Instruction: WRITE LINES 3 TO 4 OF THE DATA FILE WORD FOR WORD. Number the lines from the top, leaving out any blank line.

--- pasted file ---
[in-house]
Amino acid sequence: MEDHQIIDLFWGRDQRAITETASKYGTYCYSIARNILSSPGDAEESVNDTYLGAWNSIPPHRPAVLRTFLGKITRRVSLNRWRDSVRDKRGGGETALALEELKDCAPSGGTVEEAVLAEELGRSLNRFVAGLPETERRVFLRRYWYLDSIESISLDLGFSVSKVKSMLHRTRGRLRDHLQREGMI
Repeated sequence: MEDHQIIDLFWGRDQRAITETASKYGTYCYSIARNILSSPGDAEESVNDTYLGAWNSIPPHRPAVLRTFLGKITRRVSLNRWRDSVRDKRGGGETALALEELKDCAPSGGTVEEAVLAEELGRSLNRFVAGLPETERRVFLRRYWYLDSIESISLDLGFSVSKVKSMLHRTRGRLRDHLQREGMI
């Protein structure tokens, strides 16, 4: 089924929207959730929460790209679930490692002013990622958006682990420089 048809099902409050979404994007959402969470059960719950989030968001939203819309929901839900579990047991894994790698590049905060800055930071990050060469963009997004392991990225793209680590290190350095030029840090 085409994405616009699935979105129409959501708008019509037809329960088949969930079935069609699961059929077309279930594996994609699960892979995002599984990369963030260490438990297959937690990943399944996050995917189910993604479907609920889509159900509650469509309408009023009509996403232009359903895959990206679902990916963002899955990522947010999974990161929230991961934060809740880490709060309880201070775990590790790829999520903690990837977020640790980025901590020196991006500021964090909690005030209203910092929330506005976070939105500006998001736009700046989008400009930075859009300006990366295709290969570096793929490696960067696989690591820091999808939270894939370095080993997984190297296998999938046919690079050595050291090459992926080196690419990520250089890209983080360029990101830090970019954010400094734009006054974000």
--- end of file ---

Repeated sequence: MEDHQIIDLFWGRDQRAITETASKYGTYCYSIARNILSSPGDAEESVNDTYLGAWNSIPPHRPAVLRTFLGKITRRVSLNRWRDSVRDKRGGGETALALEELKDCAPSGGTVEEAVLAEELGRSLNRFVAGLPETERRVFLRRYWYLDSIESISLDLGFSVSKVKSMLHRTRGRLRDHLQREGMI
């Protein structure tokens, strides 16, 4: 089924929207959730929460790209679930490692002013990622958006682990420089 048809099902409050979404994007959402969470059960719950989030968001939203819309929901839900579990047991894994790698590049905060800055930071990050060469963009997004392991990225793209680590290190350095030029840090 085409994405616009699935979105129409959501708008019509037809329960088949969930079935069609699961059929077309279930594996994609699960892979995002599984990369963030260490438990297959937690990943399944996050995917189910993604479907609920889509159900509650469509309408009023009509996403232009359903895959990206679902990916963002899955990522947010999974990161929230991961934060809740880490709060309880201070775990590790790829999520903690990837977020640790980025901590020196991006500021964090909690005030209203910092929330506005976070939105500006998001736009700046989008400009930075859009300006990366295709290969570096793929490696960067696989690591820091999808939270894939370095080993997984190297296998999938046919690079050595050291090459992926080196690419990520250089890209983080360029990101830090970019954010400094734009006054974000």